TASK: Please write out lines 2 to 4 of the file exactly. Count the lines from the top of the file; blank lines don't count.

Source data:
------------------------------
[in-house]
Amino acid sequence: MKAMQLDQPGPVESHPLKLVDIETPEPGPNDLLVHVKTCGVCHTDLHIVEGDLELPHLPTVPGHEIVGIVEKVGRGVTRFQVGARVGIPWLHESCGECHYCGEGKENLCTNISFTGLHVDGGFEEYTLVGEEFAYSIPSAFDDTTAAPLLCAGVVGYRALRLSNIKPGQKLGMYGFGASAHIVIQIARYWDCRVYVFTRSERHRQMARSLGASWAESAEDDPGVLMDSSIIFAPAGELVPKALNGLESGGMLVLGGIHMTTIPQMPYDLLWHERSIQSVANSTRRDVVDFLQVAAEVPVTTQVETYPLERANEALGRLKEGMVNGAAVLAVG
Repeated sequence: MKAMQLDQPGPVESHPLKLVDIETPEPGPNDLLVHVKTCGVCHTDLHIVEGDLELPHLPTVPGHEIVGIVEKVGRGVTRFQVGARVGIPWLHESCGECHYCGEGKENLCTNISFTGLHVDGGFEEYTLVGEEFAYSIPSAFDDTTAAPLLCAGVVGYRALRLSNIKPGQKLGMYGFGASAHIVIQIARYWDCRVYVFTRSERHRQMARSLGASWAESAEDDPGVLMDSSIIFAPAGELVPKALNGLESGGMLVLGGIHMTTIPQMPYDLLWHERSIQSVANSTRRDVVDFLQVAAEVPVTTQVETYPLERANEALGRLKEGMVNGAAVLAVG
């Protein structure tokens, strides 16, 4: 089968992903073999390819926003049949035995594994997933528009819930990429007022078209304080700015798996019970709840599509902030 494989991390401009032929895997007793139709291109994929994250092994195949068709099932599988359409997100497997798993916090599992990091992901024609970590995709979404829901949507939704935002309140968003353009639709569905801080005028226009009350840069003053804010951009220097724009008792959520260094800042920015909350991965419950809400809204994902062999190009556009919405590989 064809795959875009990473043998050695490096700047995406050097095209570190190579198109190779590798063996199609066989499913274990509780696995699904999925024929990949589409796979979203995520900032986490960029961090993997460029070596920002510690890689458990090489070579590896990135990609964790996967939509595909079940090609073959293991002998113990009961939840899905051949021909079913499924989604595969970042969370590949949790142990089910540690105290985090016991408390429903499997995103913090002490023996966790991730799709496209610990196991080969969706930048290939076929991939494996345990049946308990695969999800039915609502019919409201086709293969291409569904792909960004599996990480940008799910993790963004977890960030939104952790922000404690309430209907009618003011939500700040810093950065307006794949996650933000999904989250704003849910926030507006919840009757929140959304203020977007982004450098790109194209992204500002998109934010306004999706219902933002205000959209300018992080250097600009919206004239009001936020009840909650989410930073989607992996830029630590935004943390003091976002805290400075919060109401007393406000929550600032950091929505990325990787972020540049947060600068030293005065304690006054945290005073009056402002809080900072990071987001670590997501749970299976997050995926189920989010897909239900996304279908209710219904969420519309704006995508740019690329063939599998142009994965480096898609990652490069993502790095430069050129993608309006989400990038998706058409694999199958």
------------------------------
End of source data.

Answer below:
Amino acid sequence: MKAMQLDQPGPVESHPLKLVDIETPEPGPNDLLVHVKTCGVCHTDLHIVEGDLELPHLPTVPGHEIVGIVEKVGRGVTRFQVGARVGIPWLHESCGECHYCGEGKENLCTNISFTGLHVDGGFEEYTLVGEEFAYSIPSAFDDTTAAPLLCAGVVGYRALRLSNIKPGQKLGMYGFGASAHIVIQIARYWDCRVYVFTRSERHRQMARSLGASWAESAEDDPGVLMDSSIIFAPAGELVPKALNGLESGGMLVLGGIHMTTIPQMPYDLLWHERSIQSVANSTRRDVVDFLQVAAEVPVTTQVETYPLERANEALGRLKEGMVNGAAVLAVG
Repeated sequence: MKAMQLDQPGPVESHPLKLVDIETPEPGPNDLLVHVKTCGVCHTDLHIVEGDLELPHLPTVPGHEIVGIVEKVGRGVTRFQVGARVGIPWLHESCGECHYCGEGKENLCTNISFTGLHVDGGFEEYTLVGEEFAYSIPSAFDDTTAAPLLCAGVVGYRALRLSNIKPGQKLGMYGFGASAHIVIQIARYWDCRVYVFTRSERHRQMARSLGASWAESAEDDPGVLMDSSIIFAPAGELVPKALNGLESGGMLVLGGIHMTTIPQMPYDLLWHERSIQSVANSTRRDVVDFLQVAAEVPVTTQVETYPLERANEALGRLKEGMVNGAAVLAVG
């Protein structure tokens, strides 16, 4: 089968992903073999390819926003049949035995594994997933528009819930990429007022078209304080700015798996019970709840599509902030 494989991390401009032929895997007793139709291109994929994250092994195949068709099932599988359409997100497997798993916090599992990091992901024609970590995709979404829901949507939704935002309140968003353009639709569905801080005028226009009350840069003053804010951009220097724009008792959520260094800042920015909350991965419950809400809204994902062999190009556009919405590989 064809795959875009990473043998050695490096700047995406050097095209570190190579198109190779590798063996199609066989499913274990509780696995699904999925024929990949589409796979979203995520900032986490960029961090993997460029070596920002510690890689458990090489070579590896990135990609964790996967939509595909079940090609073959293991002998113990009961939840899905051949021909079913499924989604595969970042969370590949949790142990089910540690105290985090016991408390429903499997995103913090002490023996966790991730799709496209610990196991080969969706930048290939076929991939494996345990049946308990695969999800039915609502019919409201086709293969291409569904792909960004599996990480940008799910993790963004977890960030939104952790922000404690309430209907009618003011939500700040810093950065307006794949996650933000999904989250704003849910926030507006919840009757929140959304203020977007982004450098790109194209992204500002998109934010306004999706219902933002205000959209300018992080250097600009919206004239009001936020009840909650989410930073989607992996830029630590935004943390003091976002805290400075919060109401007393406000929550600032950091929505990325990787972020540049947060600068030293005065304690006054945290005073009056402002809080900072990071987001670590997501749970299976997050995926189920989010897909239900996304279908209710219904969420519309704006995508740019690329063939599998142009994965480096898609990652490069993502790095430069050129993608309006989400990038998706058409694999199958």